} else {
                  value = String.valueOf(value);
                params.put(key, value);
                template.query(key, keyToTemplate(key));
            } else if (method.isAnnotationPresent(PathParam.class)) {
              String key = method.getAnnotation(PathParam.class).value();
              Object value = method.invoke(parametersObject);
              if (value != null) {
                params.put(key, String.valueOf(value));
            } else if (method.isAnnotationPresent(BodyParam.class)) {

          // Replace templates with actual values
        } catch (
            | IllegalArgumentException
            | InvocationTargetException
            | JsonProcessingException e) {
          throw new EncodeException("Could not encode parameter object correctly", e);
      } else {
        fallbackEncoder.encode(parametersObject, bodyType, template);

    private String keyToTemplate(String key)
        return "{" + key + "}";

It may look complicated, but it’s in fact pretty simple. Here is how it works: if the object received by the encoder is of the right type, it will use reflection to find the getters of the object, and depending on the annotation, inject the parameter at the right place in the RequestTemplate. Otherwise, it will use a fallback encoder.

Now, simply set the ReflectionEncoder in your client class with the builder provided by Feign and you are ready to go!

Here is a complete example of a simple client using request objects.

public interface CustomDimensionsApi extends ClientFactory.Api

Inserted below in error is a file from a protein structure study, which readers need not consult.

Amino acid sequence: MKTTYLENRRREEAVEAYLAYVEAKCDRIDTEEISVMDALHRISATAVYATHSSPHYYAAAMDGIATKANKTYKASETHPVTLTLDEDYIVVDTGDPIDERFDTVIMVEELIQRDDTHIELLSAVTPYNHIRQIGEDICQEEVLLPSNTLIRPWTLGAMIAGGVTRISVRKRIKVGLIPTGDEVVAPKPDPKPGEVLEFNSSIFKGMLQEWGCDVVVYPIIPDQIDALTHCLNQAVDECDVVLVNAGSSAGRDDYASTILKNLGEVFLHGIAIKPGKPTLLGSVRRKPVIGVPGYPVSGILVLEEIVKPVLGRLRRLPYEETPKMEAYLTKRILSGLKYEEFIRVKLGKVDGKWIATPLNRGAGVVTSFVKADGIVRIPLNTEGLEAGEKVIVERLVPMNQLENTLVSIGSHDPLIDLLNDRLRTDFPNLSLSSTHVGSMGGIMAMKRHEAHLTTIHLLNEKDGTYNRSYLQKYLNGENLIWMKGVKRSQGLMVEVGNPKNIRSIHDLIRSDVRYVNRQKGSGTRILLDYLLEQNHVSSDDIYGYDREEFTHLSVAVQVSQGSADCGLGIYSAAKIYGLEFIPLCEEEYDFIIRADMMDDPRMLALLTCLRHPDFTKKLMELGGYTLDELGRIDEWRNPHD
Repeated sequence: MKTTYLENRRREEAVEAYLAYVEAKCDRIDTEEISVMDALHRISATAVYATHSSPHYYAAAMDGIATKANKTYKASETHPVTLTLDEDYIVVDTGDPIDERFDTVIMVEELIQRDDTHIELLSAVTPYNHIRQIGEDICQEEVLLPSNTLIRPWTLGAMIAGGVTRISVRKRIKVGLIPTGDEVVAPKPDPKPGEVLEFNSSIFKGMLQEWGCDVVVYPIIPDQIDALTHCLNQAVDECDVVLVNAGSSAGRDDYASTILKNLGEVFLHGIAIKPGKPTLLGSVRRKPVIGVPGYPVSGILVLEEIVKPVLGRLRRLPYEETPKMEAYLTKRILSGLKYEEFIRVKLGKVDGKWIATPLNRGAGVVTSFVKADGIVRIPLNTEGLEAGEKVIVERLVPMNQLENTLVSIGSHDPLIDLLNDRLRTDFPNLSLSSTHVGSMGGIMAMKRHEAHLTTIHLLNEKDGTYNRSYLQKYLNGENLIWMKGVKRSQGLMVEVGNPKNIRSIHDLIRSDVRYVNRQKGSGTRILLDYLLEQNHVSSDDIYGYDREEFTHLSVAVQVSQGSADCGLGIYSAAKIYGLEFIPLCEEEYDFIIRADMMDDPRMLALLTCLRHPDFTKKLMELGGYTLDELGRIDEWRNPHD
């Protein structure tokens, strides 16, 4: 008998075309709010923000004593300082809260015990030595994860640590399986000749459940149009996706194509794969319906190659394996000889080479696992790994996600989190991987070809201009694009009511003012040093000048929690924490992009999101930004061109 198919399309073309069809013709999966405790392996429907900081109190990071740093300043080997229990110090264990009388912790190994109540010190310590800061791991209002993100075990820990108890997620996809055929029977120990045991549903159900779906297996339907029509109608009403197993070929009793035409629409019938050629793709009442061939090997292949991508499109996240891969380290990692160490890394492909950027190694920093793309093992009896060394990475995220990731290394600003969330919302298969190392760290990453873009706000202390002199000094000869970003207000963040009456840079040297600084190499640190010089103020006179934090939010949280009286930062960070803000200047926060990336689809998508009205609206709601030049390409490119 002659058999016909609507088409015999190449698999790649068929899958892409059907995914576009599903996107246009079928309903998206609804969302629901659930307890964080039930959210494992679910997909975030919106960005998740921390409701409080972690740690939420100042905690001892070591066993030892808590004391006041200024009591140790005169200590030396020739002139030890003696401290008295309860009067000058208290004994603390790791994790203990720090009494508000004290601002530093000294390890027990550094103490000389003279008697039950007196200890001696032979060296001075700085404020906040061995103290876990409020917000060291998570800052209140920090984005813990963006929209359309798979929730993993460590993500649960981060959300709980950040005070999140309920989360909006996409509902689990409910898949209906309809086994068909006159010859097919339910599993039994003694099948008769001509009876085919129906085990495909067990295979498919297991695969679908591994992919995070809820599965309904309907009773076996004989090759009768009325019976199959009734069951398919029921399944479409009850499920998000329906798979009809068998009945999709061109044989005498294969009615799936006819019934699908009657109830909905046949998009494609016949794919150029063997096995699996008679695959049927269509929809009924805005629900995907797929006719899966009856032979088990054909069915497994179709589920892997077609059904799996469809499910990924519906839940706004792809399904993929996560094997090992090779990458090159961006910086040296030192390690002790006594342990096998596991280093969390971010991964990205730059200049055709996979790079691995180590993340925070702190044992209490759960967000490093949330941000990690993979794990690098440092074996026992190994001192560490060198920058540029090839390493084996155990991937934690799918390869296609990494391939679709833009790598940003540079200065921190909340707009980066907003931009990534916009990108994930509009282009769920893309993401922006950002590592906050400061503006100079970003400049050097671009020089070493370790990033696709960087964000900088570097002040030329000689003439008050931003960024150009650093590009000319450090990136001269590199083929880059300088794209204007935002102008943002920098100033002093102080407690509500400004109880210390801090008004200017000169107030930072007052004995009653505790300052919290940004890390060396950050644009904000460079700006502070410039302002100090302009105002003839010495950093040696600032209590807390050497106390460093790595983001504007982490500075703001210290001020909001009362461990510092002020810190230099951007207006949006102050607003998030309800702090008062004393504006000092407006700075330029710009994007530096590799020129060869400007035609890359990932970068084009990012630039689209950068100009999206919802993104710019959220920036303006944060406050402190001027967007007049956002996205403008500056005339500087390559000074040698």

@RequestLine("PUT /" + ApiVersion.VERSION + "/dimensions/custom/{apiName}")
    DimensionResponse editDimension(EditDimensionRequest request);
public class EditDimensionRequest extends BaseRequest
    private String apiName;
    private Boolean updatePastEvents;
    private CustomDimensionModel customDimensionModel;

    public EditDimensionRequest(String apiName,
                                CustomDimensionModel customDimensionModel)
        this.apiName = apiName;
        this.customDimensionModel = customDimensionModel;

    public String getApiName() { return apiName; }
    public void setApiName(String apiName) { this.apiName = apiName; }

    public Boolean getUpdatePastEvents() { return updatePastEvents; }
    public void setUpdatePastEvents(Boolean updatePastEvents) { this.updatePastEvents = updatePastEvents; }

    public CustomDimensionModel getCustomDimensionModel() { return customDimensionModel; }
    public void setCustomDimensionModel(CustomDimensionModel customDimensionModel) { this.customDimensionModel = customDimensionModel; }

    public EditDimensionRequest withUpdatePastEvents(Boolean updatePastEvents){
        setUpdatePastEvents(updatePastEvents); return this;

There you have it: a very simple HTTP client built with Feign, using a request object. It made coding our functional tests way easier and made them much cleaner. The next steps for us would be to combine that with better exception handling (awesome post by my friend Jacques-Etienne Beaudet, go check it out) and we would be unstoppable!